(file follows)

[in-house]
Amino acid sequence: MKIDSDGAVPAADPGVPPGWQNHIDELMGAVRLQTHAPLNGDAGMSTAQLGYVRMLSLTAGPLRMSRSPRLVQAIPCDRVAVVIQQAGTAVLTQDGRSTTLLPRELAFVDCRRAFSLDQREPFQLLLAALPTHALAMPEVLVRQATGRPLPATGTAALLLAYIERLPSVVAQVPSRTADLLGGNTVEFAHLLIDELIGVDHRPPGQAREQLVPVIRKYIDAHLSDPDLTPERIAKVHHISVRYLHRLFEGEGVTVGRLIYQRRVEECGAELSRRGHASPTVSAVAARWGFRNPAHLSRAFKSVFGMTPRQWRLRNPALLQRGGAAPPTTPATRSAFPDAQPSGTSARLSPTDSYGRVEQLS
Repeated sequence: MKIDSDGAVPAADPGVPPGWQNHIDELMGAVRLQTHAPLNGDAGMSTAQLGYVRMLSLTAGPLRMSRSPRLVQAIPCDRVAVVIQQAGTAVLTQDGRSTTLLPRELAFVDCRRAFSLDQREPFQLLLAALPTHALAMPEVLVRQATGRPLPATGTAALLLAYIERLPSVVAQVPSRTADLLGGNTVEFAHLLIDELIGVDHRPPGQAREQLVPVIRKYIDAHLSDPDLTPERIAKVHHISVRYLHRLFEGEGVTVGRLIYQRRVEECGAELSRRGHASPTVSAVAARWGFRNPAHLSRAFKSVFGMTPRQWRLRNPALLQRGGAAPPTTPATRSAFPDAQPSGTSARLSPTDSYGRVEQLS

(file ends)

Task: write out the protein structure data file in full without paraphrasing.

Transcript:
[in-house]
Amino acid sequence: MKIDSDGAVPAADPGVPPGWQNHIDELMGAVRLQTHAPLNGDAGMSTAQLGYVRMLSLTAGPLRMSRSPRLVQAIPCDRVAVVIQQAGTAVLTQDGRSTTLLPRELAFVDCRRAFSLDQREPFQLLLAALPTHALAMPEVLVRQATGRPLPATGTAALLLAYIERLPSVVAQVPSRTADLLGGNTVEFAHLLIDELIGVDHRPPGQAREQLVPVIRKYIDAHLSDPDLTPERIAKVHHISVRYLHRLFEGEGVTVGRLIYQRRVEECGAELSRRGHASPTVSAVAARWGFRNPAHLSRAFKSVFGMTPRQWRLRNPALLQRGGAAPPTTPATRSAFPDAQPSGTSARLSPTDSYGRVEQLS
Repeated sequence: MKIDSDGAVPAADPGVPPGWQNHIDELMGAVRLQTHAPLNGDAGMSTAQLGYVRMLSLTAGPLRMSRSPRLVQAIPCDRVAVVIQQAGTAVLTQDGRSTTLLPRELAFVDCRRAFSLDQREPFQLLLAALPTHALAMPEVLVRQATGRPLPATGTAALLLAYIERLPSVVAQVPSRTADLLGGNTVEFAHLLIDELIGVDHRPPGQAREQLVPVIRKYIDAHLSDPDLTPERIAKVHHISVRYLHRLFEGEGVTVGRLIYQRRVEECGAELSRRGHASPTVSAVAARWGFRNPAHLSRAFKSVFGMTPRQWRLRNPALLQRGGAAPPTTPATRSAFPDAQPSGTSARLSPTDSYGRVEQLS